Christmas vacation is just around the corner. Many parents have had to maneuver our way through the drastic increase of our children’s screen time this past year and a half. I believe this coming free time from school holidays can be a good opportunity to better our family digital habits.
A new global survey, commissioned by security Kaspersky, explores the role of healthy digital habits in the family, as well as the effect of parents’ behavior on children and vice versa. This study has shown a direct correlation between how much time parents and their children spend on devices. With 82 percent of adults and 70 percent of kids spending at least three hours on gadgets every day, the data shows that kids are likely to copy the amount of time their parents spend using devices.
Children are always observing and copying what their parents do—this is also the case when it comes to their digital habits. If kids can see that their parents are constantly using their devices, they will consider such behavior the norm and also spend a lot of time online. Although sometimes it can be hard to be a role model, parents should be conscious of their actions on their children’s behavior and attempt to lead by example when it comes to rules around screen time.
The study results demonstrate the correlation between the amount of screen time of parents and children. The majority of kids and adults—48 percent each use their devices at the same time during the day—is about three to five hours. Additionally, the majority of parents are convinced that both they (62 percent) and their children (58 percent) spend a sufficient amount of time online.
In addition to this, the results show that kids actively adapt the way they use devices based on their parents’ usage. For example, when 80 percent of parents spend less than two hours a day on devices, their children do too. Meanwhile, if adults use their gadgets more than two hours per day, kids are just as likely to do the same, with only 19 percent of cases showing that children who are exposed to this example engage with gadgets less than two hours a day.
At the same time, according to the survey’s results, children whose parents regularly use devices spend more time behind the screen on various digital habits. For example, kids whose parents commonly use gadgets spend an additional 39 minutes online during meals. Meanwhile, texting while carrying on conversations adds to children an average of 41 minutes of screen time and sharing family photographs on social media adds a further 31 minutes per day—it all really adds up.
“As we see from the data, the more hours parents spend on gadgets, the more hours kids are likely to spend on theirs. Parents want to ensure better screen-time balance for their children and their main challenge is how to achieve this. Today, there are tools available that can help parents improve digital wellbeing for their kids and ensure their screen time is secure and balanced. Setting an example themselves is also a great option,” said Marina Titova, vice president for consumer product marketing at Kaspersky.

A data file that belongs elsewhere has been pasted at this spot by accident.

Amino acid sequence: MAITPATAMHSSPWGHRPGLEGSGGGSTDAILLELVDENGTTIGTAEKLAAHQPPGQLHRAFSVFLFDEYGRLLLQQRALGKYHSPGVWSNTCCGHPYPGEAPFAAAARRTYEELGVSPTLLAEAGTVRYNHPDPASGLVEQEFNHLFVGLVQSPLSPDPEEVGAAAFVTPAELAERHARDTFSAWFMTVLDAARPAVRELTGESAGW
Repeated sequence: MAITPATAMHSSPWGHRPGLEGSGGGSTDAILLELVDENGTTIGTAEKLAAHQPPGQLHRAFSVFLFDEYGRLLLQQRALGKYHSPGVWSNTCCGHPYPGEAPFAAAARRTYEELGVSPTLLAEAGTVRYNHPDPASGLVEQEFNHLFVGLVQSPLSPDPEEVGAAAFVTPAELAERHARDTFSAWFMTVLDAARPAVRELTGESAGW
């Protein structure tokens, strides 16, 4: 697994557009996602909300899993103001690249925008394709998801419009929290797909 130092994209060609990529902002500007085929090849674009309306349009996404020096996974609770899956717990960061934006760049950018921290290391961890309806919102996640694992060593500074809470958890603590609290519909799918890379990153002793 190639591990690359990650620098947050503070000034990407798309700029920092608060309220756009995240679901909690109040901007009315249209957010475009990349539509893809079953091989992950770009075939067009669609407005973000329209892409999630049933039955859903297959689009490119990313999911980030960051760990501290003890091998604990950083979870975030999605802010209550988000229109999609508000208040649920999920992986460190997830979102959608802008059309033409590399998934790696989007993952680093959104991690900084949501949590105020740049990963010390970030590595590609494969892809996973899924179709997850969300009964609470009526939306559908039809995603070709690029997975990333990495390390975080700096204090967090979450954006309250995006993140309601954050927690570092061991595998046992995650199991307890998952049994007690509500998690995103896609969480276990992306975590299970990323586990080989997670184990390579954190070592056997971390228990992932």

“Children benefit far more from tangible interaction with the real world than from consuming digital information. Children younger than 12, for example, still have a long way to go before their capacity for abstraction is comparable to that of an adult. They first have to learn to feel, hear, see, smell and taste the world. In our practice, too, parents’ and families’ use of digital media is always a prominent topic. Many parents are convinced that it is sufficient to clearly regulate their children’s media time and control the type of content they have access to. But instead of worrying about effective punishments, parents should first reduce their own media consumption,” said therapists Birgitt Hölzel and Stefan Ruzas from the Munich practice Liebling + Schatz.
If you want to help your children and ensure they use devices in a secure way, you can:
Spend more time communicating with kids about online safety measures. Try to pay attention to your own habits—do you use your smartphone when eating or chatting? See if there is a pattern with your kids doing the same, or if they react in a different way when you put away the phone.
Consider downloading parental control apps, and discuss this topic with your child to explain how such apps work and why they need them to stay secure online.
Ask your child not to agree with any privacy settings on their own and ask for parents’ help. Adults should get in the habit of reading any privacy agreements as well.
This online survey done by Sapio involved 11,000 respondents, including adults who live with their children aged seven to 12 years old full-time. The sample included respondents from United Kingdom, France, Germany, United States, Turkey, Egypt, Brazil, Colombia, Russia, South Africa, Malaysia, Singapore, United Arab Emirates, Saudi Arabia, Nigeria, Peru, Chile, Argentina and Mexico.